- Associated Press - Saturday, October 16, 2010

TEHRAN | An Iranian-American businessman said Sunday he spent some of his more than two years in prison alongside protesters detained in Iran’s postelection crackdowns and praised his first taste of freedom as a blessing “no one can imagine.”

Reza Taghavi, from California, was released Saturday after five rounds of unusual face-to-face talks between Iranian officials and his American attorney — a former U.S. diplomat who ultimately convinced authorities that his 71-year-old client had no links to a rebel group blamed for a deadly mosque bombing in 2008.

Mr. Taghavi’s 29-month detention drew far less international attention than the campaign to free three young Americans taken into custody last year along Iran’s border with Iraq and accused of spying. But the conditions for release had clear similarities in apparent attempts to press Iranian grievances against Washington.

Iranian officials required Mr. Taghavi to visit survivors of the mosque bombing in the southern city of Shiraz. Mr. Taghavi denies any ties to the suspected bombers, who Iran says receive support from the United States and other Western governments.

Last month, one of the three Americans detained along the Iraq border in July 2009, Sarah Shourd, was granted freedom on $500,000 bail, but could leave the country only after meeting with children of an Iranian woman jailed in the United States and visiting families of Iranians held for two years by American forces in Iraq.

Miss Shourd’s two companions, Josh Fattal and Shane Bauer, remain in Tehran’s Evin Prison and face possible trial on espionage charges. Miss Shourd and the families of the other Americans deny they committed any crime and say they were just hiking in a scenic and relatively peaceful part of northern Iraq. They say that if the three did cross the border with Iran, they did so unwittingly.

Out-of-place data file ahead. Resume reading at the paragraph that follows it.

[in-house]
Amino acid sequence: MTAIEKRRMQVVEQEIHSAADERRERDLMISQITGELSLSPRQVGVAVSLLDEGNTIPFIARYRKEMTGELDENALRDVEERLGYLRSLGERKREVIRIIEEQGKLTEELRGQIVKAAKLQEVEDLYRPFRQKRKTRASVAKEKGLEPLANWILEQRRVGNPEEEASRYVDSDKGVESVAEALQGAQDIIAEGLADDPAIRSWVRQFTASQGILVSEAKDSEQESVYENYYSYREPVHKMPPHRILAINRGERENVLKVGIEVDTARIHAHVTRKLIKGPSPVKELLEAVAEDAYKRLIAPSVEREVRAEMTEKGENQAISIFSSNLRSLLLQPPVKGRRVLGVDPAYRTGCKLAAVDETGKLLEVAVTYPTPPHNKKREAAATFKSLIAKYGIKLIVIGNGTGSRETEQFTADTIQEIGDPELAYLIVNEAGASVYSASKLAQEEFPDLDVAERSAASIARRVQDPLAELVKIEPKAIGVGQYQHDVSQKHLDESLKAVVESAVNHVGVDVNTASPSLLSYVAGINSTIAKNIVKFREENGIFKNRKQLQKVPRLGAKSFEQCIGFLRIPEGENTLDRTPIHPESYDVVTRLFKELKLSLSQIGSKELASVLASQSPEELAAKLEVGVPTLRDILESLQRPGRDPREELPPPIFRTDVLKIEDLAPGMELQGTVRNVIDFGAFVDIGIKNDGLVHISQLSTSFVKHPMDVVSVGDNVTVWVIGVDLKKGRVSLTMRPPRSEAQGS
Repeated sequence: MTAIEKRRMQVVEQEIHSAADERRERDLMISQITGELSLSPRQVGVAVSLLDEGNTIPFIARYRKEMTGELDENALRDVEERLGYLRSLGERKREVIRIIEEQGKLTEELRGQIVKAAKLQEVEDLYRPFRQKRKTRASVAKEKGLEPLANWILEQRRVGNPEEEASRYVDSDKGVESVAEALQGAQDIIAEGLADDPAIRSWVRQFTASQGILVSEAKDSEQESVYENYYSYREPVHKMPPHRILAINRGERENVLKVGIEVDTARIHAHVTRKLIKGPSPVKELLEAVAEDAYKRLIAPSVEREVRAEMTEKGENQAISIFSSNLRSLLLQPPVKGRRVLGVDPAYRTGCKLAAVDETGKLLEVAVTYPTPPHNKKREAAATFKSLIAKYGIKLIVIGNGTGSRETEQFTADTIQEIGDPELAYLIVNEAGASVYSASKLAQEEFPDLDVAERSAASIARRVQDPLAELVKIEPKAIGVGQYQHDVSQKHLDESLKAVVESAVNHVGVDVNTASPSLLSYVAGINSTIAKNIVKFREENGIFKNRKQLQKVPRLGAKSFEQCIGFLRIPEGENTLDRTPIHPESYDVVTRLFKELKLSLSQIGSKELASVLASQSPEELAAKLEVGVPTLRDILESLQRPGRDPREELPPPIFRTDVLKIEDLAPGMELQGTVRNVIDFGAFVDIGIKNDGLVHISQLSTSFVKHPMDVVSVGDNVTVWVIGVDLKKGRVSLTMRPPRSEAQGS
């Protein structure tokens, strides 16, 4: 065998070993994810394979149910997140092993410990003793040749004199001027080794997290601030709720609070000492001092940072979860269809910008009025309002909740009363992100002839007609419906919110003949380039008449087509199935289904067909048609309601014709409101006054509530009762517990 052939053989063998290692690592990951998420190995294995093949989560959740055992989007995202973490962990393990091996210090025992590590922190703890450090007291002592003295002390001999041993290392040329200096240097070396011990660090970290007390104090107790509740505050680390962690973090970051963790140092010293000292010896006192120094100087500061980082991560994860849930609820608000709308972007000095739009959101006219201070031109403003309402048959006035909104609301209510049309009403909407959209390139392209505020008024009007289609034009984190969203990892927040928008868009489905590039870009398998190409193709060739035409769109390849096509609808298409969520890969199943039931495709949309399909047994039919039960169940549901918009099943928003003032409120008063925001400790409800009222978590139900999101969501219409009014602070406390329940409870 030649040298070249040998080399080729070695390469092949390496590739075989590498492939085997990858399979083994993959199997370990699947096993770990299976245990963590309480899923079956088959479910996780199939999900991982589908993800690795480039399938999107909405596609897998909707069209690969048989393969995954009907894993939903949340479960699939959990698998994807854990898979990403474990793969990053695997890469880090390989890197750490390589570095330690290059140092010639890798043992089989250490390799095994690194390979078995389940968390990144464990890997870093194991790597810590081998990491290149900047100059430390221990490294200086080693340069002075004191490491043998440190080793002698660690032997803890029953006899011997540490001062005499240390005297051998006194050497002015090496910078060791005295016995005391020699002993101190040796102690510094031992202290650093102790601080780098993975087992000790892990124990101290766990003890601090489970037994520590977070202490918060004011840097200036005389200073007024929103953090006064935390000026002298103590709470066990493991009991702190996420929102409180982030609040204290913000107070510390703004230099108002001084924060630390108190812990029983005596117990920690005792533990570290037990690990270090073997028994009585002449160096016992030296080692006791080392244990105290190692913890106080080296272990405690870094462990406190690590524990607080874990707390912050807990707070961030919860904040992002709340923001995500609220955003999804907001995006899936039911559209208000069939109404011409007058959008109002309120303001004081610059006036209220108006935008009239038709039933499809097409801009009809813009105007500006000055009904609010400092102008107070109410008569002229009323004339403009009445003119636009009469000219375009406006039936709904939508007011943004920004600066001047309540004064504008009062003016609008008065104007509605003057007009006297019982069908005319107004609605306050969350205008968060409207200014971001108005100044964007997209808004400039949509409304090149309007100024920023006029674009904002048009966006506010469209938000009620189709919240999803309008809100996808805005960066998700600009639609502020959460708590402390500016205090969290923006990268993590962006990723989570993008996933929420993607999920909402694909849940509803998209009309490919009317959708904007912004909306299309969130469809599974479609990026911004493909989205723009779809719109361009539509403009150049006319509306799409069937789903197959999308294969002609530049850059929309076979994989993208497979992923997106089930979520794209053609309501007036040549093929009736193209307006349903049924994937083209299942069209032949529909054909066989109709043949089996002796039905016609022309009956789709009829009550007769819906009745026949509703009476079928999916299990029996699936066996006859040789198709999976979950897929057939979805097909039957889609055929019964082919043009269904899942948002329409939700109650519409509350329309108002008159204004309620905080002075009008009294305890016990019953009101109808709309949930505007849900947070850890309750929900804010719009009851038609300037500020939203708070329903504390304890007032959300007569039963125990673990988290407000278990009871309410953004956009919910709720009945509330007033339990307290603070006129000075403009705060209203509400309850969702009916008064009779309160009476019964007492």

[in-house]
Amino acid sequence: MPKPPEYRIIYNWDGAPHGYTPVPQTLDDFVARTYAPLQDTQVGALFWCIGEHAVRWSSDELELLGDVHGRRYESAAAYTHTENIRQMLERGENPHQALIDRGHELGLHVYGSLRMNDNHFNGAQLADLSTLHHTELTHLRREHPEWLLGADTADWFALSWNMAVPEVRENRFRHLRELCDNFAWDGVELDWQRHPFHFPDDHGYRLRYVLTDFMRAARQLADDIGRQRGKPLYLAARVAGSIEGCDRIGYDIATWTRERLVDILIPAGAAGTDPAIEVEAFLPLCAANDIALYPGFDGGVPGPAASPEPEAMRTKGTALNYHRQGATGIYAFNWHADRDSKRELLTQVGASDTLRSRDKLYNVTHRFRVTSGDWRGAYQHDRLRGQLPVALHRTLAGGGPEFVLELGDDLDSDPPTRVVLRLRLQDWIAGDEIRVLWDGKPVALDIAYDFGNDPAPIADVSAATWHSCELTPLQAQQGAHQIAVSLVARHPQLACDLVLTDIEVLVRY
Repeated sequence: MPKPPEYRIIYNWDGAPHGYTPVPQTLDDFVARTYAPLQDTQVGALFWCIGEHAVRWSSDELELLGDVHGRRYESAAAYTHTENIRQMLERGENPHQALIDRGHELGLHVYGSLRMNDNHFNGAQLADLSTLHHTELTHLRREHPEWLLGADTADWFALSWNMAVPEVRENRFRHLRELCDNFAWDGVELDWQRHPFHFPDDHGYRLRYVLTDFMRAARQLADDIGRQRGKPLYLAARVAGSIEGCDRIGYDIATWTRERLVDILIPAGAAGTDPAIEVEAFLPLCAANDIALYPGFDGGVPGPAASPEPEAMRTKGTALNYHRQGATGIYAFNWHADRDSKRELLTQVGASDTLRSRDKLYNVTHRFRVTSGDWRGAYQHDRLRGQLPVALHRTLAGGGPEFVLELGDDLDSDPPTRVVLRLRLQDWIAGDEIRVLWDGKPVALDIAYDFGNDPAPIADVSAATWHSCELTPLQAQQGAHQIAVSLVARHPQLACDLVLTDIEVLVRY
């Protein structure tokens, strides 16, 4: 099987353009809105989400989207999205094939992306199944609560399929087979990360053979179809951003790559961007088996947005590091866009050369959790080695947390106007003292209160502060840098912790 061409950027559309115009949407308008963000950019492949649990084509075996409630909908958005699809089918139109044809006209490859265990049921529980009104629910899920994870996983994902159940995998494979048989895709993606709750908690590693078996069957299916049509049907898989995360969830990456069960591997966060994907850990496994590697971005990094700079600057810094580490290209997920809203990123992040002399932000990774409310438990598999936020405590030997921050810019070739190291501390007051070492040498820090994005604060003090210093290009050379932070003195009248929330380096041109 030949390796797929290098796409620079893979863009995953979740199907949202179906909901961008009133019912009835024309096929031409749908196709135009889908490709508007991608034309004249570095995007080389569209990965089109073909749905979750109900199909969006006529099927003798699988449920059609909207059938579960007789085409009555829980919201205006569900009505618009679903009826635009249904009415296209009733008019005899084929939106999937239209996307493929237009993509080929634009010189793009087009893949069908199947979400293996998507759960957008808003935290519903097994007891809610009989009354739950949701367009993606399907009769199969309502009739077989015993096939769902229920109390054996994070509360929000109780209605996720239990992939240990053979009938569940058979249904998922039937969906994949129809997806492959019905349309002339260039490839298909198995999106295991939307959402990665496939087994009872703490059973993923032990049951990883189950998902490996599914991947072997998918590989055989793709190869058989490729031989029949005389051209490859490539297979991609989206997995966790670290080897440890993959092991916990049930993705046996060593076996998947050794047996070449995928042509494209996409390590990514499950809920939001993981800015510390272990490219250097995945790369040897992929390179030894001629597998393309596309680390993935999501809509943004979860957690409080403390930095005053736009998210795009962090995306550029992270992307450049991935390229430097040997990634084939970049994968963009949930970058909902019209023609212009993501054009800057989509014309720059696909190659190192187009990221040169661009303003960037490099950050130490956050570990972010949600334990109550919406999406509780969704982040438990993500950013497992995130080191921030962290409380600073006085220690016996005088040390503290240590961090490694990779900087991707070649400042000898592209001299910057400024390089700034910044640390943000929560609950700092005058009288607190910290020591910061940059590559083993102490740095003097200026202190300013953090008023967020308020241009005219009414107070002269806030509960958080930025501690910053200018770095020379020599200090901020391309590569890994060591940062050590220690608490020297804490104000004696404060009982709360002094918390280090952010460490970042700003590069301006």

Mr. Fattal is from Pennsylvania, Miss Shourd is from California and Mr. Bauer is from Minnesota. All three are graduates of the University of California at Berkeley.

“Freedom is something so good. No one can imagine. I hope everybody enjoys his freedom,” Mr. Taghavi told the Associated Press in Tehran.

Mr. Taghavi — who regularly visits Iran to conduct business and see family — had been imprisoned for passing $200 to someone suspected of links to a rebel group known as Tondar, which seeks to topple the Islamic system and was implicated in the mosque bombing.

Mr. Taghavi, who was never formally charged, denies knowingly supporting the faction. He told AP Television News that he was given the money by an acquaintance in the United States and “brought the money here without knowing anything about it.”

“After a month, I was arrested for that because those people were the terrorists who bombed the mosque,” added Mr. Taghavi, who lives in Southern California, which has a large Iranian immigrant community.

Iran repeatedly has accused the U.S. and Britain of backing militants and ethnic opposition groups to destabilize the Tehran government. Both countries have denied the accusations. In 2009, Iran hanged three men convicted of a role in the bombing in Shiraz, about 550 miles south of Tehran.

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